While the Human Rights Campaign, Lambda Legal and the ACLU have all pledged to sue the federal government immediately upon the passage or repeal of any bill aimed at discrimination, religious-freedom laws are difficult to fight in court because they are intentionally vague. Critics say that in recent years, anti-LGBTQ politicians have championed religiously based laws precisely for their ambiguity, not in spite of it. The law instructs judges to take religious rights more seriously, but doesn’t tell them how to rule. Anti-LGBT advocates can hide behind religiously based laws by saying that they are not discriminating; they are simply restoring religion’s place in society.
In the past, we had defenders of civil liberties in our government. In our previous reality, an attorney general would instantly denounce a discriminatory executive order or law like FADA as unconstitutional. This week, Trump fired the acting attorney general who said she would not defend his controversial ban on immigration from seven Muslim-majority countries. Our next attorney general will likely be Sen. Jeff Sessions who was grilled on several controversial issues during his confirmation hearings, most notably allegations of past racism and his suspected involvement in drafting Trump’s travel ban. This week, much of the Judiciary Committee’s examination focused on Sessions’ record on LGBT equality and more specifically, his sponsorship of the proposed FADA — again, which he defended.
Perhaps the most appalling of Sessions’ responses to questioning from Sen. Al Franken was how he turned the definition of discrimination on its head. He argued that FADA is necessary to “prohibit the federal government from taking discriminatory actions” but what he calls “discriminatory actions” are in fact longstanding federal civil-rights protections. If Sessions is confirmed as attorney general, and Trump does issue any anti-LGBT executive orders, such orders could very quickly turn into the full-blown FADA. That leaves us with a racist, homophobic attorney general and the lawyer who defended North Carolina’s discriminatory HB2 bill — John Gore, who was given a key role in the Department of Justice’s Civil Rights Division — as our two highest protectors of civil liberties in the United States.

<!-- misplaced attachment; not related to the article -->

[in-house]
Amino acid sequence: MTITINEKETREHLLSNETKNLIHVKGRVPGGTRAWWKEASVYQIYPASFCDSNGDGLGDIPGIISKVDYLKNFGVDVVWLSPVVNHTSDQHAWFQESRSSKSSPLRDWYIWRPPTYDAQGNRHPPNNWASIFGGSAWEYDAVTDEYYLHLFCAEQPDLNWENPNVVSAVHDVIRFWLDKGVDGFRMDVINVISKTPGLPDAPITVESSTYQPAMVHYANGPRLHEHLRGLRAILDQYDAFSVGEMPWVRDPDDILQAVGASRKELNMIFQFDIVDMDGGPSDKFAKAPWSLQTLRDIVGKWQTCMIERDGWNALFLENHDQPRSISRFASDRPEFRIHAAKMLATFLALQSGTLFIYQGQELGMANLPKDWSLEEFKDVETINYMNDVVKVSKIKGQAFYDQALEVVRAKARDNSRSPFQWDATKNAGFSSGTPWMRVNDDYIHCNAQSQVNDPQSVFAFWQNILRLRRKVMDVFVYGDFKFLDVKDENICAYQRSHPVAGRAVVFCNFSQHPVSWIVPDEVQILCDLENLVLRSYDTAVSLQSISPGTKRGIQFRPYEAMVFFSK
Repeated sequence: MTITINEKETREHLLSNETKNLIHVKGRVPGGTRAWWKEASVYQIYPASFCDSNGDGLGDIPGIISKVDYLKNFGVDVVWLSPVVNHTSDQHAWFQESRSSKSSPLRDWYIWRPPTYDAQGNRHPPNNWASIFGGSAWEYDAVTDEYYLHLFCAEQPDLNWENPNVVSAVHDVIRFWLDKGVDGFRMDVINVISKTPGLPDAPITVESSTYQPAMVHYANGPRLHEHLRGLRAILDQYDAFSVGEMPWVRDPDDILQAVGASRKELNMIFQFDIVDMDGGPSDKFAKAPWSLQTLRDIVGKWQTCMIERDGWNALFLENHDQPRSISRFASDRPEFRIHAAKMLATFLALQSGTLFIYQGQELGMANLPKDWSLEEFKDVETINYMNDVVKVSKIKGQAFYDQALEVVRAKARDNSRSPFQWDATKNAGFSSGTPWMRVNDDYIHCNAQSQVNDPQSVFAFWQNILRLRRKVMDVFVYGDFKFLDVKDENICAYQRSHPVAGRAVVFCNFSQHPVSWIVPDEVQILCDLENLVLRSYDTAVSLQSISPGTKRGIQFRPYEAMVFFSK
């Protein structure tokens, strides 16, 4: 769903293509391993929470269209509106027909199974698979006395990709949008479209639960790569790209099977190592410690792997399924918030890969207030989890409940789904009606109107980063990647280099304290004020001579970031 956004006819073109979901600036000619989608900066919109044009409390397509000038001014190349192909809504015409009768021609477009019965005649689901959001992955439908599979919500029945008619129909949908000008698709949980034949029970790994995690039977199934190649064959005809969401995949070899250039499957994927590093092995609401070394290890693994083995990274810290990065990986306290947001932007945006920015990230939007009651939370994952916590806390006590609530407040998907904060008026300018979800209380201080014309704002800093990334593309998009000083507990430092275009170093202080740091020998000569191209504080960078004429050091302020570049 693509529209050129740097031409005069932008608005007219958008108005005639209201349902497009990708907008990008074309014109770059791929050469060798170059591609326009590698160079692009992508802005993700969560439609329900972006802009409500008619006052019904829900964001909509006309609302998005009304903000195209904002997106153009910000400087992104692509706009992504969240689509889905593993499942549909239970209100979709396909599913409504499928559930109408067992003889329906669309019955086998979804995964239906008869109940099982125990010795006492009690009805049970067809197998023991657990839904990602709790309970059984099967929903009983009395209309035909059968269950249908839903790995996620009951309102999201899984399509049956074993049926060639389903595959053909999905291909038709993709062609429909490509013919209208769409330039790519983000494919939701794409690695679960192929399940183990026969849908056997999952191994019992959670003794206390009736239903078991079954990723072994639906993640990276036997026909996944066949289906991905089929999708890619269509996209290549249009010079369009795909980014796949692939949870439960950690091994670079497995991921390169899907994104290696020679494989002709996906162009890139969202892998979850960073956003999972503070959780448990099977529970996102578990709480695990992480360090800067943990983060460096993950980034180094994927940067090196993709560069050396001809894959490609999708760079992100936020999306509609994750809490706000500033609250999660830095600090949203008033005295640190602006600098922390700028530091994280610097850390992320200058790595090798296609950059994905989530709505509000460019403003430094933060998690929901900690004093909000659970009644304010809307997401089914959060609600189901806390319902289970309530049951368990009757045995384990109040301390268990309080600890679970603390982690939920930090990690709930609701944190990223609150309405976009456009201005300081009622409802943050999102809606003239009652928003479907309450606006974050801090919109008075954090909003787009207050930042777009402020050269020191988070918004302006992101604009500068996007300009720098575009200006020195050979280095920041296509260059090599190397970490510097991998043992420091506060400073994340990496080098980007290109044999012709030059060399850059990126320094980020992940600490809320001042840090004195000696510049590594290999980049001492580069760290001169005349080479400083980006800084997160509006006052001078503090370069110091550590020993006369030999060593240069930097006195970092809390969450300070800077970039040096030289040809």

We are a country founded on “checks and balances” and the Supreme Court is our last “check” to the complete “unbalance” of power we are witnessing. This week we will learn Trump’s choice for the vacancy on the Supreme Court. Ruth Bader Ginsburg, Anthony Kennedy and Stephen Breyer, three of the judges who voted to legalize same-sex marriage, are 78, 80 and 83, respectively. We must not and cannot lose one of the pro-LGBT elder justices.
Needless to say, while we’ve been fearing this moment, no one could be fully prepared for how devastating the last two weeks would be for so many Americans. But we also shouldn’t underestimate the strength we have when we stand together. I implore everyone, not just the LGBT community, to remember that love does trump hate. Stay vigilant, continue to mobilize and with rule of law, empathy, love and kindness, we will prevail.